When we last read about the fate of the Samsung Galaxy Tab 10.1 in Australia, things looked pretty bleak. Apple had succeeded in it's plan to innovate in the courtroom instead of the engineering department, and Samsung was blocked from selling the Galaxy Tab 10.1 in the land down under by Aussie courts. Today we read about an interesting twist on this whole mess, one that's good news for Android fans. Samsung Electronics Australia has said in a statement that this particular legal action relates to a variant of the Tab 10.1 that they weren't planning on selling in Australia. They went further, saying that the Tab 10.1 will be released in Australia "in the near future".
Samsung hasn't provided any additional details, and we're left wondering exactly what this means. Could Samsung be planning on selling the 10.1v in Australia, or are there other variations that would place a Tab destined for Australia outside this legal finding? We're not sure, and Samsung isn't saying. We are sure, however, that no matter what Samsung does or which product gets released, Apple will funnel countless dollars towards getting it blocked. It should be interesting, to say the least.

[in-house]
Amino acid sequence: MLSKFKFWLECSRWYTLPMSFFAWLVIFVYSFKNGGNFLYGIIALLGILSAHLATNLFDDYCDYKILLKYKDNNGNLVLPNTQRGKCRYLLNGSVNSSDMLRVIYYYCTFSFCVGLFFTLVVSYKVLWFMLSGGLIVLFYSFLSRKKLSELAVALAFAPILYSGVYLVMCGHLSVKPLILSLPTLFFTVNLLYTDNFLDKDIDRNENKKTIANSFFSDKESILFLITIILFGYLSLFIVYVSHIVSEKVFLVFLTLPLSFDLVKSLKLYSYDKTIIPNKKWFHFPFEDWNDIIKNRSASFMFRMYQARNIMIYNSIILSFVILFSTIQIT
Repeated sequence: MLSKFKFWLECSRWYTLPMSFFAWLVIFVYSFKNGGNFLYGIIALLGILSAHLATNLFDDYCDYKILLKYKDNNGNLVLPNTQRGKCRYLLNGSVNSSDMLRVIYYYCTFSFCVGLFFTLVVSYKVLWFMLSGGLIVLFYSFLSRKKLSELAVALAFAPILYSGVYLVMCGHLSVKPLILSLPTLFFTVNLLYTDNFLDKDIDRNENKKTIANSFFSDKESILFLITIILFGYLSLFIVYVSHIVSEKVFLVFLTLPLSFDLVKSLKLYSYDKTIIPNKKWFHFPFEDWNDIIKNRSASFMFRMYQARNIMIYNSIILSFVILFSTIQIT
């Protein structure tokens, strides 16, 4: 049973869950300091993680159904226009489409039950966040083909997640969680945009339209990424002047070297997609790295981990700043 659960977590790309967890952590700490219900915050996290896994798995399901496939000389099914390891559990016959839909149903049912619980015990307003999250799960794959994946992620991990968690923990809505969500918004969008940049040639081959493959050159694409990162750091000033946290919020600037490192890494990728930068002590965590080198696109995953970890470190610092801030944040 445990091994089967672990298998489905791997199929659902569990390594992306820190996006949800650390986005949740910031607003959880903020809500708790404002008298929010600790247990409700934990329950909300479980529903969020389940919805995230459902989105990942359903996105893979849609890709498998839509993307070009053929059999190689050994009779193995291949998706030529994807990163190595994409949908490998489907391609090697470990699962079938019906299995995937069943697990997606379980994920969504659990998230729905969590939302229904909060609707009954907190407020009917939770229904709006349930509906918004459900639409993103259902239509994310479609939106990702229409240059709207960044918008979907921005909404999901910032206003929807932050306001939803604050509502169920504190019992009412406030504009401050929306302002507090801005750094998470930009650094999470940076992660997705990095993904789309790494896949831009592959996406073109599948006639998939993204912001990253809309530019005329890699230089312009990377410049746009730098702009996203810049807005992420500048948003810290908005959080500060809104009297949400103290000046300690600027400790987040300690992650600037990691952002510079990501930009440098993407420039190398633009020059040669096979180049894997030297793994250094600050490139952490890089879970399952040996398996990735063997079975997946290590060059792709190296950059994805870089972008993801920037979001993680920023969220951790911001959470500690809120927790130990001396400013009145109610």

The Samsung Galaxy Tab 10.1's UK launch is nearly upon us, with Londoners getting the first chance to buy Sammy's latest tablet tomorrow afternoon local time (we'll be there!). Samsung is wasting no time in drumming up a little hype around the Tab 10.1, with three new British TV ads for the device showcasing its thinness, lightness and speed compared to an unnamed, fruit-themed competitor.
These ads similar to what we've seen from Samsung in other territories, but they at least show the manufacturer's committed to directly pursuing the iPad's market share on an international scale. Check the new ads for yourself after the jump.